–Charles

It's a clever idea, but unfortunately, Sheed is completely retired and off the Celtics' books. This was something the C's experimented with originally — Sheed hinted at retirement after Game 7 of the Finals but didn't make it official until later. So the C's had all of July to shop him around, and things looked promising. An expiring contract is always desirable. But they had no takers, so they bought Sheed out on Aug. 10. His career is now 100 percent over (we think).

Battier or James Posey would of course be great in Boston, but pretty unrealistic given their contracts.

Rajon Rondo was more aggressive offensively against the Magic last week. Should Rondo look to score more?
–Chris Aeschliman

Yes. Absolutely. I think this is something you'll see the Celtics experiment with more and more over the last couple of months of the regular season, giving Rondo the ball to create for himself.

He's always been aggressive at slashing to the basket and scoring, but if he can flesh out the 15-foot jumper, that'll make him really dangerous. The Celtics are a much more efficient team offensively when teams can't slack off Rondo and double someone else, like Paul Pierce or Ray Allen. If Rondo can hit that midrange shot with more regularity, it will make everyone better. They need him scoring to keep opposing defenses honest.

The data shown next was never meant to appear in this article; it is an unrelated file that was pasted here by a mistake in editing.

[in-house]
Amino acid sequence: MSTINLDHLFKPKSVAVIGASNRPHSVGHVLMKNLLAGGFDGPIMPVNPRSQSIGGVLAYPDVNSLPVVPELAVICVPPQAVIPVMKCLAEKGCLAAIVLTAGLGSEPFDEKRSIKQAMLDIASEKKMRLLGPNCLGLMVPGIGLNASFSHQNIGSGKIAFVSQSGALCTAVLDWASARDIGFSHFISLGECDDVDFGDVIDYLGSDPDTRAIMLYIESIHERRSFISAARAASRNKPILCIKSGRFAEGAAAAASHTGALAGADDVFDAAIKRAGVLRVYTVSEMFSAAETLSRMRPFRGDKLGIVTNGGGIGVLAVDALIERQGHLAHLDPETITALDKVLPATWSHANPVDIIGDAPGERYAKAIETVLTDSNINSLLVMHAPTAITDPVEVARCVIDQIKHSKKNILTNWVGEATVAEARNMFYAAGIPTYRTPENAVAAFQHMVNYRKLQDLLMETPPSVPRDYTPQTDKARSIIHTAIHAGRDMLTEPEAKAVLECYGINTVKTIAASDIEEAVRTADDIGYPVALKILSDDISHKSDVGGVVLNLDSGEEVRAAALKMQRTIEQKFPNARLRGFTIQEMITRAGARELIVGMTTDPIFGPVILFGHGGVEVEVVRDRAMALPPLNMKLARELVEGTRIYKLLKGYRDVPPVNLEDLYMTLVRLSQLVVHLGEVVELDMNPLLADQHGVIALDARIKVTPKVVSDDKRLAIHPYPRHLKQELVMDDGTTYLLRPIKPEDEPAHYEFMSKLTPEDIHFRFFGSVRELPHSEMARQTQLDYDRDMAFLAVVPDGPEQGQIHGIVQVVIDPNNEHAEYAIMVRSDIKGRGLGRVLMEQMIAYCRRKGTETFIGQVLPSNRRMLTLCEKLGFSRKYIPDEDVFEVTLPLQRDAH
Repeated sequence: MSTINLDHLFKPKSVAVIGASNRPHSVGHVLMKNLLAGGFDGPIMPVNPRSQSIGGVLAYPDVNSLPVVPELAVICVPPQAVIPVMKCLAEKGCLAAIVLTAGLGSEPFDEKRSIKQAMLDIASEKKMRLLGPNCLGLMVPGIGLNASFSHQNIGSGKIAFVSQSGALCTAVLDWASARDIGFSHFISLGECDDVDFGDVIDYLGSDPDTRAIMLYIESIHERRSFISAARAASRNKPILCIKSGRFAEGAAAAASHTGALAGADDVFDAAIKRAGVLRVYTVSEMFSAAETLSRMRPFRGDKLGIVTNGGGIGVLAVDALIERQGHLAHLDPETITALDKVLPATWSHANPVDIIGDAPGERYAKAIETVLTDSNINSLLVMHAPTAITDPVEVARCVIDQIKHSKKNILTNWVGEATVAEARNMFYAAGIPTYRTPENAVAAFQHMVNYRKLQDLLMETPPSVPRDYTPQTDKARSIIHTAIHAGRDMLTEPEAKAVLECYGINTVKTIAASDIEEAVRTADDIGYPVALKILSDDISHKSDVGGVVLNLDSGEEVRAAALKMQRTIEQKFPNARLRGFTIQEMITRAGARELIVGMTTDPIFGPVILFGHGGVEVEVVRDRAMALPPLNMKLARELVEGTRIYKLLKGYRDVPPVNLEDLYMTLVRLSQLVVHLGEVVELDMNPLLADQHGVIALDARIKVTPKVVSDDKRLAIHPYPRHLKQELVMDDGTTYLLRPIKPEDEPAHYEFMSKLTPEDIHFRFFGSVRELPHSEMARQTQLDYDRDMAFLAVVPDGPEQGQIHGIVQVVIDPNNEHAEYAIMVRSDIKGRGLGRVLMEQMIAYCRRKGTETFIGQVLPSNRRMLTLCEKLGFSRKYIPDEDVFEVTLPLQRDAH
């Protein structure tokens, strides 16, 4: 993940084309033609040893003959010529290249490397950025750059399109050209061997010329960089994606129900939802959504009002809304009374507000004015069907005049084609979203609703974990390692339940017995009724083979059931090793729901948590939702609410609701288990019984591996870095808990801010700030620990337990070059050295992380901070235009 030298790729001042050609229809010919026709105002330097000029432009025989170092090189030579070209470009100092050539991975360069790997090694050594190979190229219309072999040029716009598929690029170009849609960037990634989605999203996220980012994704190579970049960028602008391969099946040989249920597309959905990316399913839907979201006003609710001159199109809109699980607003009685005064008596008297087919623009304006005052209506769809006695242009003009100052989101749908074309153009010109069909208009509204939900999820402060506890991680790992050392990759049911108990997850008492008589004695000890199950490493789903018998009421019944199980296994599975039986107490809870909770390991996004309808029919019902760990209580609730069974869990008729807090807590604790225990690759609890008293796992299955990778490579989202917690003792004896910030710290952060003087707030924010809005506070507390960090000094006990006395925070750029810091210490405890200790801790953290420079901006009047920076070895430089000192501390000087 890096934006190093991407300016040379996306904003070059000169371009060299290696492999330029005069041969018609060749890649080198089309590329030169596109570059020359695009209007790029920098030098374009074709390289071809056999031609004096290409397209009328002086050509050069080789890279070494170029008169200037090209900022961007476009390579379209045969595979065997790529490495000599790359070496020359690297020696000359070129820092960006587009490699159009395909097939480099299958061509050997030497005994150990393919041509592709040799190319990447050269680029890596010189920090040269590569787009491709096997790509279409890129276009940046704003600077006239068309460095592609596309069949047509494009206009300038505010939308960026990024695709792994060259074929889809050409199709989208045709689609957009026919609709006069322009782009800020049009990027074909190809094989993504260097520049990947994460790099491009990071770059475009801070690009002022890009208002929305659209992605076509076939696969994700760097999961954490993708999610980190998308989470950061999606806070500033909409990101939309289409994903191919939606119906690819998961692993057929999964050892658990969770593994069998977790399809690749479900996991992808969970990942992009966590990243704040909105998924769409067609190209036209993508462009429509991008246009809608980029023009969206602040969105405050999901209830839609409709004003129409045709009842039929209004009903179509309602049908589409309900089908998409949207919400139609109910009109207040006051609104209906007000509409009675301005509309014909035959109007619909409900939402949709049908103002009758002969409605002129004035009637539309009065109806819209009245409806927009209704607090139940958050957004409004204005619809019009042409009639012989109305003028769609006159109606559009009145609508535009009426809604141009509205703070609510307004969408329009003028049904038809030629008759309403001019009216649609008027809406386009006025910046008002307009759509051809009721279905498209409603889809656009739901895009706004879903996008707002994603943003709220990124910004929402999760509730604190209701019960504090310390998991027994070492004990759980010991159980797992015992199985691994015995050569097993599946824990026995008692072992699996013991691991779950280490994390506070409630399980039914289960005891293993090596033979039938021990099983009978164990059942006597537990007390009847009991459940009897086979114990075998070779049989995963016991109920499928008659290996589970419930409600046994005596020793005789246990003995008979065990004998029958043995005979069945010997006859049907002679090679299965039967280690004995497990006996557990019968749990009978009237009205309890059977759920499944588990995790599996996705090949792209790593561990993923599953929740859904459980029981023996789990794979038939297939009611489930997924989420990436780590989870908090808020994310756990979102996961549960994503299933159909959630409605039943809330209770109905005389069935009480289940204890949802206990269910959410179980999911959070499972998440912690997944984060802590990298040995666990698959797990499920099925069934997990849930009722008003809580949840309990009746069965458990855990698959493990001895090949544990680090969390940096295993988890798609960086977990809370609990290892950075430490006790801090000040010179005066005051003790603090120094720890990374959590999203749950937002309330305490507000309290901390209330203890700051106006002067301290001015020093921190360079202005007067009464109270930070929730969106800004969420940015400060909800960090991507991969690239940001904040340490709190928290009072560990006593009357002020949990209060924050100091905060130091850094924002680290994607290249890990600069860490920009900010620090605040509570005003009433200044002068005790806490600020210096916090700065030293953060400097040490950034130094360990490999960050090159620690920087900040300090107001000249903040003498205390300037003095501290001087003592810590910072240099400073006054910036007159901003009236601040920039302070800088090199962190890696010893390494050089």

When do I get my chance with the big club? I've been doing really well up here in Maine.
–DeShawn Sims

What an honor! Always nice to get a question from a D-League standout.

In all seriousness, DeShawn Sims has been the best player this season for the Maine Red Claws. The undrafted former Michigan Wolverine has turned a lot of heads with his performance this season, leading the club in both points per game (18.0) and rebounds per game (8.2). He deserves a shot at being a legit NBA player.

But not with the Celtics — at least not this season, while the C's are chasing a championship. They're not about to insert another rookie into their already-crowded group of young guys. Sims is a high-energy power forward, a bit redundant with Luke Harangody already here, so he doesn't exactly fit the big club's current needs.

A year or two from now, it would be great to see Sims in Boston.

It would be interesting to see if the strategy of Rondo guarding LeBron James is used again in the playoffs. Because James has no real post game, it worked pretty well.
–CT

Agreed, it's a fascinating wrinkle for the Celtics to throw at the Heat, and you might see it again in May, should the two teams meet. Rondo may be seven inches shorter than James, but he makes it up in wingspan (estimated at around 6-foot-8), and he's quick enough that James can't beat him off the dribble.

What's most interesting about Rondo guarding James is that it was his idea. Doc Rivers told him to pressure the ball, and Rondo started pressuring it on every single possession, even when James had the ball. It worked, so the Celtics stuck with it.

Rondo has the right combination of confidence, competitiveness and brilliant on-ball defensive skills that he should definitely stick with it. Provided, of course, that the gets the chance. The Eastern Conference finals are still far, far away.